Newborns and their families in St. Michael’s Neo-natal Intensive Care Unit exhibit tremendous resiliency on a daily basis — often defying all odds.

The unit is a leader in caring for women and their newborn babies, including those who are marginalized and struggling with challenges such as addiction and homelessness. Your support will bring new technology into the outdated NICU, ensuring all babies, regardless of their postal code, start out on the same foot.

Thank you for your support!

We look forward to seeing you in 2018.

Please support us by visiting our online auction.

About Malachy’s Soiree

Your generosity is already saving tiny lives. Money raised at the inaugural Malachy’s Soiree allowed St. Michael’s to purchase specialized paediatric brain imaging technology to assist in diagnosing and treating babies who have suffered from oxygen deprivation to the brain.

Malachy’s Soiree was started by Kerry O’Reilly Wilks and her husband Lloyd Wilks after their son Malachy, born seven weeks premature, received amazing care at the St. Michael’s Neo-natal. The annual celebration raises awareness about the work being done in the NICU and raises money to help the hospital continue to provide world class neo-natal care.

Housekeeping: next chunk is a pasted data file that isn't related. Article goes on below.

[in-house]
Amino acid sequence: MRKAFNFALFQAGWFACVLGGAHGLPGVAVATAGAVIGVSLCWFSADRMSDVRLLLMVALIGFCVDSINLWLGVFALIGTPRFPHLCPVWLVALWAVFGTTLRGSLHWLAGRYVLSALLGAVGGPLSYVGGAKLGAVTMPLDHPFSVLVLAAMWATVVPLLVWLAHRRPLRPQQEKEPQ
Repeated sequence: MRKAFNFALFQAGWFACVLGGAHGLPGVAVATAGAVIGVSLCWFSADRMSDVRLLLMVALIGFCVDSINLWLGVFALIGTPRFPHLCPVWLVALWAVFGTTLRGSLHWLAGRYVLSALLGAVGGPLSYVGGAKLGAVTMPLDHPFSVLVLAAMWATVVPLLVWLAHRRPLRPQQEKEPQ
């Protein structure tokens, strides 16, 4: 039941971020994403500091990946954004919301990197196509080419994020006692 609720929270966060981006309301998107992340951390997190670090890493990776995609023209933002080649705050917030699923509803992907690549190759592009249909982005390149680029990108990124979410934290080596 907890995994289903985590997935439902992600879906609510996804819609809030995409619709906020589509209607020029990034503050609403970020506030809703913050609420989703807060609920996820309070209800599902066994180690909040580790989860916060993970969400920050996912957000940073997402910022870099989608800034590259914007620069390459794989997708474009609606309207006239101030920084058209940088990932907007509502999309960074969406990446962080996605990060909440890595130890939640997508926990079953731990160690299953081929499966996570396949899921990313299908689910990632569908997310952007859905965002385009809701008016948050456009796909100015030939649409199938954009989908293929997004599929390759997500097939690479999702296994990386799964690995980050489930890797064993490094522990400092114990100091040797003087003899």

To donate to the Neo-natal Intensive Care Unit at St. Michael’s Hospital, please click the donate button below:

Helping the Tiniest of Lives

Malachy’s Story

No one expects to end up in the NICU with their newborn baby.  When Kerry O’Reilly Wilks, 33 weeks pregnant with her second child, went to St. Michael’s Hospital with back pain one evening, she was looking for pain relief advice. She never expected to be told that she was dying and that her only choice was to deliver the baby that night or risk both of their lives.

Luckily for Kerry, her son Malachy, born seven weeks early, was in the hands of the very skilled and caring doctors and nurses of St. Michael’s Neo­natal Intensive Care Unit.

“I would find the nurses whispering to him that he was strong, that he was brave, that he was a big boy and telling him how handsome he was in his new pajamas,” says Kerry. “One night I arrived to a nurse carrying Malachy to the other nurses, showing off his new sleeper and calling him Mr. Handsome. I did not need to worry that Malachy was in the NICU ever alone or without an advocate, because he was with his family. The nurses and doctors were his family.”

Despite being born at a very tiny 3.3 lbs, Malachy did not have any serious issues and was able to go home, happy and healthy, just three weeks later.  Now a rambunctious 2 year-old, he is the life of the party.

Our Sponsors

A big thank you to our 2016 sponsors!